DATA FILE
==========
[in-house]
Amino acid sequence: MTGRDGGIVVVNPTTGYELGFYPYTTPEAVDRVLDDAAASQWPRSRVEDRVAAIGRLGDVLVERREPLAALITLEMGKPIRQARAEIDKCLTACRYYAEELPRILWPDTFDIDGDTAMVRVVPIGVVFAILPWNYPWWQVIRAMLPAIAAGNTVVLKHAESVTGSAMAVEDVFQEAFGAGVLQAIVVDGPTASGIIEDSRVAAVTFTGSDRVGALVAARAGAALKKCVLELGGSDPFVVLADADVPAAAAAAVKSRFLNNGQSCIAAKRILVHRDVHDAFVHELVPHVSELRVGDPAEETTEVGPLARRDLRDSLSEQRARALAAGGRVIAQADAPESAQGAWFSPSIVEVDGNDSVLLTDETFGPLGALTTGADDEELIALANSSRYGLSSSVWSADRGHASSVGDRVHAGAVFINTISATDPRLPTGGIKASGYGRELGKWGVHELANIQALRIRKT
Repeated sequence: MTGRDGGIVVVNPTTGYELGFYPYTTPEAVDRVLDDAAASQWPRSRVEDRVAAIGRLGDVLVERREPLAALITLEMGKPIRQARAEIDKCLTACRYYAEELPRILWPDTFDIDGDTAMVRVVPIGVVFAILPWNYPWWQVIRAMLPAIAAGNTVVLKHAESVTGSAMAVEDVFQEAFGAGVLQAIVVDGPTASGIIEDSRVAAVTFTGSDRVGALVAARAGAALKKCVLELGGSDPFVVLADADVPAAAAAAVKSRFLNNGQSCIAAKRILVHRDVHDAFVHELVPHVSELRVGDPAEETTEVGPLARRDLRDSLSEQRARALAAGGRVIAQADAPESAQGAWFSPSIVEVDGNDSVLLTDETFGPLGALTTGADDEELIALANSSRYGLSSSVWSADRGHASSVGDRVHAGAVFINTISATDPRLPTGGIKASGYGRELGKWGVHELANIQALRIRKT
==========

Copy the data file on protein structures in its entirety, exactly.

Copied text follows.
[in-house]
Amino acid sequence: MTGRDGGIVVVNPTTGYELGFYPYTTPEAVDRVLDDAAASQWPRSRVEDRVAAIGRLGDVLVERREPLAALITLEMGKPIRQARAEIDKCLTACRYYAEELPRILWPDTFDIDGDTAMVRVVPIGVVFAILPWNYPWWQVIRAMLPAIAAGNTVVLKHAESVTGSAMAVEDVFQEAFGAGVLQAIVVDGPTASGIIEDSRVAAVTFTGSDRVGALVAARAGAALKKCVLELGGSDPFVVLADADVPAAAAAAVKSRFLNNGQSCIAAKRILVHRDVHDAFVHELVPHVSELRVGDPAEETTEVGPLARRDLRDSLSEQRARALAAGGRVIAQADAPESAQGAWFSPSIVEVDGNDSVLLTDETFGPLGALTTGADDEELIALANSSRYGLSSSVWSADRGHASSVGDRVHAGAVFINTISATDPRLPTGGIKASGYGRELGKWGVHELANIQALRIRKT
Repeated sequence: MTGRDGGIVVVNPTTGYELGFYPYTTPEAVDRVLDDAAASQWPRSRVEDRVAAIGRLGDVLVERREPLAALITLEMGKPIRQARAEIDKCLTACRYYAEELPRILWPDTFDIDGDTAMVRVVPIGVVFAILPWNYPWWQVIRAMLPAIAAGNTVVLKHAESVTGSAMAVEDVFQEAFGAGVLQAIVVDGPTASGIIEDSRVAAVTFTGSDRVGALVAARAGAALKKCVLELGGSDPFVVLADADVPAAAAAAVKSRFLNNGQSCIAAKRILVHRDVHDAFVHELVPHVSELRVGDPAEETTEVGPLARRDLRDSLSEQRARALAAGGRVIAQADAPESAQGAWFSPSIVEVDGNDSVLLTDETFGPLGALTTGADDEELIALANSSRYGLSSSVWSADRGHASSVGDRVHAGAVFINTISATDPRLPTGGIKASGYGRELGKWGVHELANIQALRIRKT